They were on their way to the beach, but the kids were begging to stop at the Aiken County Shelter, promising to walk “just a few dogs.” They adopted “Paws,” a 4-week-old kitten. Ultimately, the kitten went with the family everywhere they traveled.
Last summer, their neighbors packed up for vacation and headed out of town. When there was no sign of Paws by that evening, the children were hysterical. The vacationing neighbors were contacted. Yes, they had seen Paws, but they were absolutely certain he had not hitched a ride.
Four weeks later, a man called from along that same route, three hours from Aiken, and he had found Paws!
Veterinarians will confirm that cats are better at finding their way home than dogs! It may take as long as a year, but cats are determined to return to their home and their families, if they can.
Cats make wonderful addition to any household. They will keep the house, shed, yard and barn free of pests. They are intelligent and affectionate. They can learn to live happily with other family pets, even birds! They can be both good companions: affectionate, playful, and amusing performers. They have the added advantage of not minding being alone, as long as their surroundings are familiar.
Some additional interesting cat facts are:
Cats have powerful night vision.
Cats keep themselves very clean.
It has been scientifically proven that stroking a cat can lower one’s blood pressure.
In 1987, cats overtook dogs as the No. 1 pet in America.
When your cat rubs up against you, she is actually marking you as “hers” with her scent. If your cat pushes his face against your head, it is a sign of acceptance and affection.
Someone who is allergic to one cat may not be allergic to another cat. It has been proven that male cats shed much greater amounts of allergen than females; however, a neutered male sheds much less than a non-neutered male.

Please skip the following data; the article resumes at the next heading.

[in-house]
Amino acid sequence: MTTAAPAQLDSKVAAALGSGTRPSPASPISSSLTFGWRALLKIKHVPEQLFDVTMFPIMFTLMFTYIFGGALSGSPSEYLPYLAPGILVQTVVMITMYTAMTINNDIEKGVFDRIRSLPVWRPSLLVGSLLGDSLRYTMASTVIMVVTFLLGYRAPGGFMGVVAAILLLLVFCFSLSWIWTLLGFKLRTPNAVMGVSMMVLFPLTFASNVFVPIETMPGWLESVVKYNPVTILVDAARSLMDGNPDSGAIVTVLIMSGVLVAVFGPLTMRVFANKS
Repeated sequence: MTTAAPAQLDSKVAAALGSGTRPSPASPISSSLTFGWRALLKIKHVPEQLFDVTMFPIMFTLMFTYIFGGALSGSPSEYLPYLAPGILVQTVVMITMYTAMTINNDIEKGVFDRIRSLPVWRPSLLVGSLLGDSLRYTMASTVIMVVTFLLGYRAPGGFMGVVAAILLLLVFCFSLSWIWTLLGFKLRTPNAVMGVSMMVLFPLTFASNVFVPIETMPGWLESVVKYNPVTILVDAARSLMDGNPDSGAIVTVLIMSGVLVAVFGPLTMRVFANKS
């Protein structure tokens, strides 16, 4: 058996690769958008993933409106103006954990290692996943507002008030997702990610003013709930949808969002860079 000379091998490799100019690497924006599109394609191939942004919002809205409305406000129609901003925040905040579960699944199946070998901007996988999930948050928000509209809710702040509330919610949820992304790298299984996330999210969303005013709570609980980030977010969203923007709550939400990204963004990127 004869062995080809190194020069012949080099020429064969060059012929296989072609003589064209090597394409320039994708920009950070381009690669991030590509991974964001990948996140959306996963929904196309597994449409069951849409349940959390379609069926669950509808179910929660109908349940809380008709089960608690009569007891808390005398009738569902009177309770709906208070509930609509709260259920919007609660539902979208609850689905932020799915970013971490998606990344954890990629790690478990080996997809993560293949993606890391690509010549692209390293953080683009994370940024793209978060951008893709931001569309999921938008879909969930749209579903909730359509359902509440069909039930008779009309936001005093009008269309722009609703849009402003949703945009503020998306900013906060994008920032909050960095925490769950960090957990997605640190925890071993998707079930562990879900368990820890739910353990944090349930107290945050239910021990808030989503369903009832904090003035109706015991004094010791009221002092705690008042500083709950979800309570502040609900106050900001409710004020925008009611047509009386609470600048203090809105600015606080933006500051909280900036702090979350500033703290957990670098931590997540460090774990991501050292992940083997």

In just 7 years, one unspayed female cat and one unneutered male cat and their offspring can result in 420,000 kittens.
The tragic reality reflected in this week’s “By the Numbers” segment is that cats are dying by the hundreds, even thousands, in our own county shelter.
Most people end up with cats as strays. It is good that a homeless cat or kitten finds a family, but there is no way of telling what diseases the stray is carrying.
Most of the wonderful adoptable cats at the County Shelter were also strays, but they have also been tested for Feline Leukemia and AIDS and, for $35, come complete with all of their shots and are spayed or neutered.
Like the kids in our opening story, your children or grandchildren can learn empathy and responsibility caring for their own kitten.
“Cats at the Shelter” aka C.A.T.S., is a lovely, clean, healthy, happy place and, therefore, a wonderful place to find a special cat or kitten to love and be loved by in return.
Last cat fact: cats are better adopted in pairs!
FOTAS volunteers work with the Aiken County Animal Shelter, 411 Wire Road. For more information, contact firstname.lastname@example.org or visit www.fotasaiken.org.
Aiken County Animal Shelter: “By the Numbers”
CATS January thru April 2013
CATS Brought in: 472
CATS Adopted: 40
CATS Put down: 437 or 93%!!
Aiken County Shelter “Pets of the Week!” HALF PRICE!!
*All adoption fees include: Spay/Neuter, heartworm test, all shots, worming, and microchip.
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